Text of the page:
In order to make computing on encrypted data more practical to use and more secure from attack, it is necessary to discover, develop, and understand the mathematics on which it is based and the mathematics that can be used to attack it.

The security of homomorphic encryption schemes is based on the presumed difficulty of mathematics problems about lattices. Discovering and fully exploring algorithms to solve these mathematical problems allow computing on encrypted data to be performed with confidence, knowing that its cryptographic security is based on sound mathematical foundations.

Hendrik Lenstra and Alice Silverberg discovered and developed algorithms to solve some lattices problems under suitable conditions, and investigated the mathematical foundations of these algorithms. A primary method of attack on homomorphic encryption schemes consists of lattice algorithms performed on ideal lattices, which are lattices with a certain type of algebraic structure. Any structure or symmetry is potentially susceptible to exploitation and attack. The work performed here gives algorithms for lattice problems for lattices that have symmetry. Recommendations are that the mathematical foundations of lattices with symmetry be further developed, in order to quantify the security of lattice-based cryptography, including especially the security of homomorphic encryption schemes.

In encryption schemes, one party encrypts a plaintext message to obtain a ciphertext. The other party decrypts the ciphertext to recover the plaintext. In Fully Homomorphic Encryption (FHE), parties that do not know the plaintext data can perform computations on it by performing computations on the corresponding ciphertexts.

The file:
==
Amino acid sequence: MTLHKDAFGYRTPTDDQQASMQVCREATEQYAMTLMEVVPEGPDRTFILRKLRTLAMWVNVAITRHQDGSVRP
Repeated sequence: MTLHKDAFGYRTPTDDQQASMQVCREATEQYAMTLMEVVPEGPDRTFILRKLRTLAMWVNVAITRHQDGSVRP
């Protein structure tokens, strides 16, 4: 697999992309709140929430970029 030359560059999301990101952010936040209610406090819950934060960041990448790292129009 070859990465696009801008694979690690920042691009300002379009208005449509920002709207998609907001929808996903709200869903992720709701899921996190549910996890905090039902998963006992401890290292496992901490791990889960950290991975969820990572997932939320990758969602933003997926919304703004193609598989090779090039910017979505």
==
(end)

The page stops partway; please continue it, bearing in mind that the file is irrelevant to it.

The security of essentially all currently known FHE schemes is based on the presumed difficulty of some lattice problem, such as finding an approximately shortest (non-zero) vector in a high dimensional lattice. The primary known attacks on FHE schemes are variants of the LLL lattice basis reduction algorithm, originally due to Lenstra, Lenstra, and Lovász.

A number of Fully Homomorphic Encryption schemes use ideal lattices rather than arbitrary lattices, including Gentry’s first FHE scheme. Fully Homomorphic Encryption is performed more efficiently with ideal lattices than with general lattices. However, ideal lattices are very special lattices, with much structure (“symmetries”) that has the potential to be exploited, and it might turn out to be the case that lattice attacks are easier for ideal lattices than for generic lattices.

Gentry and Szydlo introduced some powerful new ideas that combined in a clever way lattice basis reduction and number theory. They used these ideas to cryptanalyze NTRU (NTRUEncrypt Public Key Cryptosystem) Signatures. The recent interest in Fully Homomorphic Encryption and in the candidate multilinear maps of Garg-Gentry-Halevi have renewed the interest in the Gentry-Szydlo results.

The algorithm of Gentry and Szydlo can be viewed as a way to find an orthonormal basis (if one exists) for an ideal lattice. Determining whether a lattice has an orthonormal basis is in general a difficult algorithmic problem. The results of this research show that this problem is easier when the lattice has many symmetries. Lenstra and Silverberg construct a provably deterministic polynomial-time algorithm that decides whether a given lattice with sufficiently many symmetries has an orthonormal basis, and finds one if it does. More precisely, they give a deterministic polynomial-time algorithm that, given a finite abelian group G, an element u in G of order 2, and a G-lattice L, decides whether L and Z〈G〉are G-isomorphic, and if they are, exhibits a G-isomorphism. The Gentry-Szydlo algorithm is put into a mathematical framework, and shown as part of a general theory of “lattices with symmetry,” shedding new light on the Gentry-Szydlo algorithm, and demonstrating that the ideas should be applicable to a range of questions in cryptography.

This work was done by Alice Silverberg and Hendrik Lenstra of the University of California, Irvine for the Air Force Research Laboratory. AFRL-0243

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This article first appeared in the October, 2016 issue of Aerospace & Defense Technology Magazine.

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